Steeped in (Australian) nostalgia, the Japanese Slipper is a tart-sweet, neon hued cocktail which had its peak in the ‘80s – and it’s making a comeback!
Melbourne has earned its reputation as possibly the heartland of Australian gastronomy. It’s where Heston Blumenthal chose to relocate and cook while his Michelin 3 star restaurant, The Fat Duck, was being refurbished in 2015. Neil Perry has a top-rated establishment there as does MasterChef Australia’s Shannon Bennet (Vue du Monde) – but the Press Club owned by colleague George Kalombaris was shuttered in 2019.
So food and restaurants are big in Melbourne – but the bar scene in the 1980s was not known for its innovation. Despite that, it gave the world the Japanese Slipper – and a lovely back story to the drink making a comeback out of nostalgia and a desire for the familiar and comforting during these pandemic affected times.
Unlike so many classic cocktails whose origins are shrouded in myth, mystique and obscurity, this modern mixed drink is well documented. Wikipedia and Punch.com report that the Japanese Slipper was developed by French barman Jean-Paul Bourguignon while working at Melbourne restaurant Mietta’s in 1984.
Bourguignon recalled in an interview that the cocktail was based around Midori –a bright green sweet muskmelon flavoured liqueur. Apparently a sales rep dropped off a bottle for him to sample – and he added orange flavoured Cointreau and some fresh lemon juice to tone down and balance the sweetness. Et voila! The Japanese Slipper was added to Mietta’s cocktail menu – and it quickly grabbed everyone’s attention.
" Bourguignon recalled in an interview that the cocktail was based around Midori –a bright green sweet muskmelon flavoured liqueur. "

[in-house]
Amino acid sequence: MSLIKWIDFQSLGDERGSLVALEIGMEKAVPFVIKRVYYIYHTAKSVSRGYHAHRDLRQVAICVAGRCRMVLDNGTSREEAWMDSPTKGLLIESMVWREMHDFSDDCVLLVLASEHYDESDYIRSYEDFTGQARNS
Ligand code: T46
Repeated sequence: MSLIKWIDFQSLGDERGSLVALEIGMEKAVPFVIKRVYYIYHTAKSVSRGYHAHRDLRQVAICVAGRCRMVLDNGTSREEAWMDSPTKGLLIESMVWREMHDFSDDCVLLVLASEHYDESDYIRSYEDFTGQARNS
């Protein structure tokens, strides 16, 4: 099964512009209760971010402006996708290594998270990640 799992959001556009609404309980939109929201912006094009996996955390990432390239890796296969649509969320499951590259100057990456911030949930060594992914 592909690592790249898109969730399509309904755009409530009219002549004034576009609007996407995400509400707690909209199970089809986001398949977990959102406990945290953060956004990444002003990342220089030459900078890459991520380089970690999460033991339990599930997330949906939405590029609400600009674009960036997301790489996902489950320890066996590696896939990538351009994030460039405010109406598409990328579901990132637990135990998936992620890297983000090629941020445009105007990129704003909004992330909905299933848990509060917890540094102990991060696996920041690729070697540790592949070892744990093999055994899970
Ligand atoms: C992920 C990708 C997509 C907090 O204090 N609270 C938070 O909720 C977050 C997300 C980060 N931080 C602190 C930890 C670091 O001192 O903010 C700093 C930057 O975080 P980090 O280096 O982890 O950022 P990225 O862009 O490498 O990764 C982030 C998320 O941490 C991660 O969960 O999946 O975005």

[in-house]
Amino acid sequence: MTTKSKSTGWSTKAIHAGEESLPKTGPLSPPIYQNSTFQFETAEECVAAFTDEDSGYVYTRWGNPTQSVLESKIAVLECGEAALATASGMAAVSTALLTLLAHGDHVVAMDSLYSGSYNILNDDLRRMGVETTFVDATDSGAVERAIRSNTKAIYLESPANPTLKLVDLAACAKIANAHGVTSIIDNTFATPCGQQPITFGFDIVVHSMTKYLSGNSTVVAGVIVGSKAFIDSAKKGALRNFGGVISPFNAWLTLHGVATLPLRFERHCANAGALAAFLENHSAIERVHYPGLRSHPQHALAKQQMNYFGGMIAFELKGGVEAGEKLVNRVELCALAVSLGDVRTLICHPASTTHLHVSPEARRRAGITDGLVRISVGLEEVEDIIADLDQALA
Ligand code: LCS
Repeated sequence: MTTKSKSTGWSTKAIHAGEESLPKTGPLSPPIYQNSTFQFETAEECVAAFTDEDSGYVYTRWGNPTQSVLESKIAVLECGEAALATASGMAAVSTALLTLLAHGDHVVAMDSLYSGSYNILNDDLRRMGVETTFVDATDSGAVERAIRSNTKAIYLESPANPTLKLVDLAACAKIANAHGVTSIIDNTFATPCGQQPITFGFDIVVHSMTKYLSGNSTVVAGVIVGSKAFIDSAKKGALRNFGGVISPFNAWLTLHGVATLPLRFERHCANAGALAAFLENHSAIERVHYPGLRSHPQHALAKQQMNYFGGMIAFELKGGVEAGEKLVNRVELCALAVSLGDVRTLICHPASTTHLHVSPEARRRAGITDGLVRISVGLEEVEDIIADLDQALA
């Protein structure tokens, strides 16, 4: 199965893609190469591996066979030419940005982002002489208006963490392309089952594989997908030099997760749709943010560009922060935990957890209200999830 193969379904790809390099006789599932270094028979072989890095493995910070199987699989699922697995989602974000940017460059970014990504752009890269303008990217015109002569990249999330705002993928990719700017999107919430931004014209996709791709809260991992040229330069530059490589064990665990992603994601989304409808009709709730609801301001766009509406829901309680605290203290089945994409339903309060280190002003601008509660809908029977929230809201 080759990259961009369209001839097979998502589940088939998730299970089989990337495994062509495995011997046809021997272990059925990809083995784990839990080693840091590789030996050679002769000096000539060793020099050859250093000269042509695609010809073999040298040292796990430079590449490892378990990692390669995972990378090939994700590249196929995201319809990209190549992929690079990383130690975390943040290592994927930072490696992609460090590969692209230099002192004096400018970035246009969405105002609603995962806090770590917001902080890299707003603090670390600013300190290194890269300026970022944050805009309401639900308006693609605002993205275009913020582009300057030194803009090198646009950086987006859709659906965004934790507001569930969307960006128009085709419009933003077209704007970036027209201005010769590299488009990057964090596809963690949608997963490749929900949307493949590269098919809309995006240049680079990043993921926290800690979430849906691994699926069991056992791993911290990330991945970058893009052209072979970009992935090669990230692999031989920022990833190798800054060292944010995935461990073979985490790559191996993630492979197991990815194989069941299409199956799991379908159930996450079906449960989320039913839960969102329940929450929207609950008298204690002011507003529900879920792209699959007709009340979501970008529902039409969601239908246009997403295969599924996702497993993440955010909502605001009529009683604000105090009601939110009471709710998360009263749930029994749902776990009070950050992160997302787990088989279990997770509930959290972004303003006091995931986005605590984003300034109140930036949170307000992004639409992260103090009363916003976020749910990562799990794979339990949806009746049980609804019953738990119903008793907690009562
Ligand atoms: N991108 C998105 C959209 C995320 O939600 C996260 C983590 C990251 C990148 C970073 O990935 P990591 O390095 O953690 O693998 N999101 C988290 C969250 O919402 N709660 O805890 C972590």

And the name? Bourguignon told Punch.com that he was on a steep learning curve with English at the time. He remembered reading a book about a Japanese woman and her slippers. Since the word for the footwear was new to him, he decided to use it on his new cocktail creation.
Bourguignon moved on from Mietta’s and wherever he went in Australia, he added the drink to his new bar menu. This included hospitality groups, bars, casinos, restaurants and even an airline! The popularity of the bright green cocktail grew and a generation of young trendy Australians enthusiastically helped to spread its fame and notoriety. There’s even a story about the drink being a favourite of the seriously hip and trendy set who frequented New York’s Studio 54 at its prime.
About the drink’s current revival, one Melbourne bartender said it was nostalgic for Australians, it was easy as anything to make, being a simple sour of equal parts that is just shaken and served garnished with a maraschino cherry. “And it’s bloody green, tasty and fun! There isn’t much not to like,” said Hayley Dixon.
Or, as www.makemeadrink.com put it in its review of the Japanese Slipper in 2012: “There’s something Zen-like about that single maraschino cherry floating at the bottom of cloudy soft spring-green liquor. It looks like an abstract painting of spring.”
30 ml Midori melon liqueur
30 ml Cointreau or Triple Sec orange liqueur
30 ml lemon juice, freshly squeezed
Maraschino cherry for garnish
Pour Midori, Cointreau or Triple Sec and lemon juice in a cocktail shaker. Shake with ice and strain into a chilled cocktail/martini glass. Garnish with a maraschino cherry.
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